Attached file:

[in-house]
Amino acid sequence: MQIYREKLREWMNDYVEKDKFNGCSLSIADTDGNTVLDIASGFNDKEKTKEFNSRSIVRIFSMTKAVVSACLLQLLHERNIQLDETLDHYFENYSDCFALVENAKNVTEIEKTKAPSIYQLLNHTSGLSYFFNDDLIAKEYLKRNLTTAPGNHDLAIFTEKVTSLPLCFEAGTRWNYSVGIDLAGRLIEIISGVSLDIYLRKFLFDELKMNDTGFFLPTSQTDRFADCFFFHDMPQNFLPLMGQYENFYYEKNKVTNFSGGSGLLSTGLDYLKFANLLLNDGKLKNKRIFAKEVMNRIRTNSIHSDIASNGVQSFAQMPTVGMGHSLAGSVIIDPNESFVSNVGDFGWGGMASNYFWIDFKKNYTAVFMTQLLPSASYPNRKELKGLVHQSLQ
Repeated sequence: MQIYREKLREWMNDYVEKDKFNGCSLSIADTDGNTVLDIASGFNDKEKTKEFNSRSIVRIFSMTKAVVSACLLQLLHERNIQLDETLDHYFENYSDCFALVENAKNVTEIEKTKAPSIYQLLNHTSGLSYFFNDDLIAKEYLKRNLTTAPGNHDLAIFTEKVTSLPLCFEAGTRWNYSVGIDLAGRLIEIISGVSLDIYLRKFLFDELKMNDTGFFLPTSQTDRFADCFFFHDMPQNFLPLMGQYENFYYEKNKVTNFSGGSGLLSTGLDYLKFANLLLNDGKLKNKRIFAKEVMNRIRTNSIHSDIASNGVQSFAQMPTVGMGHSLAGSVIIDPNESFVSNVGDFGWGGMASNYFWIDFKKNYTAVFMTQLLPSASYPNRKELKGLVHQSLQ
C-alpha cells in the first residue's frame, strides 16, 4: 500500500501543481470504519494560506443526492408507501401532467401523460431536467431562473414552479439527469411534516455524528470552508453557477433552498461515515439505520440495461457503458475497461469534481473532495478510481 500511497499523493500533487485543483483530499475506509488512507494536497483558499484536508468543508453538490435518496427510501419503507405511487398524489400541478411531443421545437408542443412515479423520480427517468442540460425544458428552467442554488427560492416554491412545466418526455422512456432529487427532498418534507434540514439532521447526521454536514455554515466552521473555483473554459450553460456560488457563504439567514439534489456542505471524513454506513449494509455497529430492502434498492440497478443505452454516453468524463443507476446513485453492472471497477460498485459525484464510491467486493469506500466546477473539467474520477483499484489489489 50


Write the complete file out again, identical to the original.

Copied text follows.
[in-house]
Amino acid sequence: MQIYREKLREWMNDYVEKDKFNGCSLSIADTDGNTVLDIASGFNDKEKTKEFNSRSIVRIFSMTKAVVSACLLQLLHERNIQLDETLDHYFENYSDCFALVENAKNVTEIEKTKAPSIYQLLNHTSGLSYFFNDDLIAKEYLKRNLTTAPGNHDLAIFTEKVTSLPLCFEAGTRWNYSVGIDLAGRLIEIISGVSLDIYLRKFLFDELKMNDTGFFLPTSQTDRFADCFFFHDMPQNFLPLMGQYENFYYEKNKVTNFSGGSGLLSTGLDYLKFANLLLNDGKLKNKRIFAKEVMNRIRTNSIHSDIASNGVQSFAQMPTVGMGHSLAGSVIIDPNESFVSNVGDFGWGGMASNYFWIDFKKNYTAVFMTQLLPSASYPNRKELKGLVHQSLQ
Repeated sequence: MQIYREKLREWMNDYVEKDKFNGCSLSIADTDGNTVLDIASGFNDKEKTKEFNSRSIVRIFSMTKAVVSACLLQLLHERNIQLDETLDHYFENYSDCFALVENAKNVTEIEKTKAPSIYQLLNHTSGLSYFFNDDLIAKEYLKRNLTTAPGNHDLAIFTEKVTSLPLCFEAGTRWNYSVGIDLAGRLIEIISGVSLDIYLRKFLFDELKMNDTGFFLPTSQTDRFADCFFFHDMPQNFLPLMGQYENFYYEKNKVTNFSGGSGLLSTGLDYLKFANLLLNDGKLKNKRIFAKEVMNRIRTNSIHSDIASNGVQSFAQMPTVGMGHSLAGSVIIDPNESFVSNVGDFGWGGMASNYFWIDFKKNYTAVFMTQLLPSASYPNRKELKGLVHQSLQ
C-alpha cells in the first residue's frame, strides 16, 4: 500500500501543481470504519494560506443526492408507501401532467401523460431536467431562473414552479439527469411534516455524528470552508453557477433552498461515515439505520440495461457503458475497461469534481473532495478510481 500511497499523493500533487485543483483530499475506509488512507494536497483558499484536508468543508453538490435518496427510501419503507405511487398524489400541478411531443421545437408542443412515479423520480427517468442540460425544458428552467442554488427560492416554491412545466418526455422512456432529487427532498418534507434540514439532521447526521454536514455554515466552521473555483473554459450553460456560488457563504439567514439534489456542505471524513454506513449494509455497529430492502434498492440497478443505452454516453468524463443507476446513485453492472471497477460498485459525484464510491467486493469506500466546477473539467474520477483499484489489489 50